“Looking back on it I see how fortunate I was. On the weekends I got to travel to the games with my dad and stay in the hotel where he was staying and go to the games. It was a real cool opportunity. ... Of course, being on the sidelines growing up of the NFL games, I kind of took that for granted because I didn’t realize how rare it was.” -- Chantel Jennings
Stanford: Ed and Christian McCaffrey
Three-time Super Bowl champion Ed McCaffrey is retired from football, but Autumn weekends are busier than they were during his playing career.
Friday is usually the day to see sons Luke (eighth grade) and Dylan (high school) play in the Denver area. Saturday requires Ed and his wife, Lisa, to split duties, as eldest son Max McCaffrey suits up as a receiver for Duke, while Christian McCaffrey is now a freshman following in his dad’s footsteps at Stanford.
But then there are moments — like the time last month when Christian scored a 52-yard touchdown on the very first touch of his college career — that make it all worth every penny of jet fuel.
“A touchdown on his very first play?” Ed still seems amazed. “Never in my wildest dreams did I imagine that.”
Ed’s former teammate is a beneficiary: Christian’s coach is David Shaw, who played alongside Ed as a Cardinal wide receiver in the early 1990s. -- David Lombardi
Washington: Keith and Kendyl Taylor
Holidays and family gatherings in the Taylor household get a little intense. There’s Kendyl, a sophomore who has one touchdown and four receptions for Washington this season, his older brother Kerry, who played at Arizona State and is now on the Jaguars’ practice squad. There’s their father, Keith, who played at Illinois and then in the NFL for nine years and their uncle John, who a three-time Super Bowl champion and two-time Pro Bowler.
It’s intense, and the trash talk flies. Bowling, beach volleyball, any activity -- it’s all competitive.
The experience has given Kendyl a fountain of knowledge in which to tap. He can go to his dad, who played safety in the pros, to get his thoughts on routes and coverages. But typically, he goes to Kerry, who finished his career at ASU in 2010.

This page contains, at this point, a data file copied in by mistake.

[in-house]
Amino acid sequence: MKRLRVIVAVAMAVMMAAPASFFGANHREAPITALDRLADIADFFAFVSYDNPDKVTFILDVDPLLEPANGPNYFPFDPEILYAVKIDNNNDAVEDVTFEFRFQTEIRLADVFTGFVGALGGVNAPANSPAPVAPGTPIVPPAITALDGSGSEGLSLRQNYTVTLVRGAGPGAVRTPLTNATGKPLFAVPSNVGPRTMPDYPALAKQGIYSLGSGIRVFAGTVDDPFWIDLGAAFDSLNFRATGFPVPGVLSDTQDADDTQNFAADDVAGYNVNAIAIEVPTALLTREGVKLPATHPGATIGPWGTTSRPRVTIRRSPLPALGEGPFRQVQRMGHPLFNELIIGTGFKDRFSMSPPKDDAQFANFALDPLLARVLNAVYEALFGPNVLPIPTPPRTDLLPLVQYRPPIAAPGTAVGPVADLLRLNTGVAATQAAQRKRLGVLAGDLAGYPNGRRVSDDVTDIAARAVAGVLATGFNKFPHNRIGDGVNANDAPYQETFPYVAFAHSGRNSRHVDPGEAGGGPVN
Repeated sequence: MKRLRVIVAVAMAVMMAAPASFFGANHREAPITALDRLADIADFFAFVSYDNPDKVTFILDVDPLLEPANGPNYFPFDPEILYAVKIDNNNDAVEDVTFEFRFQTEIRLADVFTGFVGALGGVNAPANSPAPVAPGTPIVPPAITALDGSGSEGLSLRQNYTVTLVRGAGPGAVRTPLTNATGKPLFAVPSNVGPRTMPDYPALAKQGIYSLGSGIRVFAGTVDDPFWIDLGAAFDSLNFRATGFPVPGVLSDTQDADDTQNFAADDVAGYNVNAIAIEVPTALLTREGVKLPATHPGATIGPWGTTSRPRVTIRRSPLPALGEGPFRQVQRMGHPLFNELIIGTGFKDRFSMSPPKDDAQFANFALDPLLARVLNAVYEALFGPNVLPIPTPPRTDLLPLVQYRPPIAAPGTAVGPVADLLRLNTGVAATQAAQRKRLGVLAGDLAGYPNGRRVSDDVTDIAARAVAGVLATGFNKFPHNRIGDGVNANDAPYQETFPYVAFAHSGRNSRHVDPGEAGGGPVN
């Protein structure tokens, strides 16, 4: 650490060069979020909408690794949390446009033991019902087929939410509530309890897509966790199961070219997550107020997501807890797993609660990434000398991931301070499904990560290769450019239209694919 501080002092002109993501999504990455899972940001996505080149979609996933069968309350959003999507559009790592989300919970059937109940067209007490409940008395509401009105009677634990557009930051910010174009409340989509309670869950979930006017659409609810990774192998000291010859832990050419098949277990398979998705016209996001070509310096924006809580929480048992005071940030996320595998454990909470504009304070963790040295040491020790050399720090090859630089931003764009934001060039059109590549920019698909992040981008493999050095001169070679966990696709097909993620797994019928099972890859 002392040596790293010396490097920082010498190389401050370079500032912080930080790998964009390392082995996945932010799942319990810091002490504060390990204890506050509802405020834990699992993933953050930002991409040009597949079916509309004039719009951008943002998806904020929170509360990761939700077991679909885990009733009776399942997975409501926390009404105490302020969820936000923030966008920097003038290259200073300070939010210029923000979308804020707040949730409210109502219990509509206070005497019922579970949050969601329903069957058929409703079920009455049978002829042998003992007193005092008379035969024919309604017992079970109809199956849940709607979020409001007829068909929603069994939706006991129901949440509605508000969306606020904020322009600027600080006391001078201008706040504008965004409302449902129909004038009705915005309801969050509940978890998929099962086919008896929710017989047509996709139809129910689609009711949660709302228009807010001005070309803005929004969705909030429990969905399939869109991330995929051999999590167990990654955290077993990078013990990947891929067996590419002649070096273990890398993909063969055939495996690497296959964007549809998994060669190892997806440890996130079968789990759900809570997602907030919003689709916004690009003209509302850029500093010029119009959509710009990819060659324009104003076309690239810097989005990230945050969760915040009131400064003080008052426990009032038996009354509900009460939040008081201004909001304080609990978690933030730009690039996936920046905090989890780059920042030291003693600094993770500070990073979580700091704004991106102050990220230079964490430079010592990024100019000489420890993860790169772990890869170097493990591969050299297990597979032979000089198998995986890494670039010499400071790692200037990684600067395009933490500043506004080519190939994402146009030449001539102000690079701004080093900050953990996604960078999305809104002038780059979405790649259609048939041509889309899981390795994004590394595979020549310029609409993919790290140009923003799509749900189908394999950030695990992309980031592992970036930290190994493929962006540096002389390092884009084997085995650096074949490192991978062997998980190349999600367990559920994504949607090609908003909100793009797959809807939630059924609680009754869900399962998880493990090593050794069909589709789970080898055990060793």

“He’s one step ahead [of me],” Kendyl said. “He has been through these shoes more recently.”
Kendyl has been able to see only some of his dad’s highlights from Illinois (“With VHS, they’re hard to go back and find,” Kendyl admitted), though the conversation came up earlier this year as Kendyl’s Huskies prepared for the Illini in Week 3.
And in a one-on-one matchup between the current college WR and his dad, during his prime at Illinois?
“Obviously, he would say he would win, I would say I would win,” Kendyl said. “Unfortunately, we can’t compete at our primes but it definitely would be interesting.” -- Chantel Jennings
Washington State: Peyton and Scott Pelluer
Washington State linebacker Peyton Pelluer has one of the most interesting distinctions in all of college football: He’s a fourth-generation WSU football player. No, really. His father, Scott, played linebacker for WSU from 1977-80 before a five-year NFL career with the New Orleans Saints. His grandfather, John, was an end for the Cougars from 1953-55 and his great grandfather, Carl Gustafson, was a flanker for the team from 1925-27.
So with all that history, Pelluer was basically groomed to become a Coug, himself, right? Well, not quite.
“My dad coached at [Washington] for two stints so I grew up, basically, a Husky -- running around the facility over there,” Pelluer said. “Honestly, I had more Husky gear in my closet than Cougar gear when I committed.”
In fact, none of Pelluer’s three older siblings went to WSU and his older brother Cooper played football for the Huskies. But once Pelluer realized he was going to get a shot to play college football, he took a visit to Pullman and made the realization he wanted to keep the family tradition alive.
“Once I took my official visit, I realized this was a special place,” Pelluer said. “My dad would have supported me wherever I went, but I thought it would do them [father, grandfather, great grandfather] justice if I came here to play and became a fourth-generation Coug.”
A redshirt freshman, Pelluer has six tackles this season. -- Kyle Bonagura
"Chip Kelly is one of my favorite subjects because he is so much more simplistic than we all think that he is," Shaw said. "I think he’s cagey. I think he’s very wily. He’s very confident in what he believes in, but it’s not willy-nilly. It’s very calculated."
Shaw saw it up close for six seasons. He became the Stanford offensive coordinator on Jim Harbaugh’s first staff in 2007 -- the same year Kelly landed at Oregon in the same capacity -- and matched wits as head coaches in 2011 and 2012. By the time Kelly made the jump to the NFL following the 2012 season, Shaw was a believer -- convinced Kelly’s system would work on Sundays.
"It’s going to look very complicated, but it’s really not."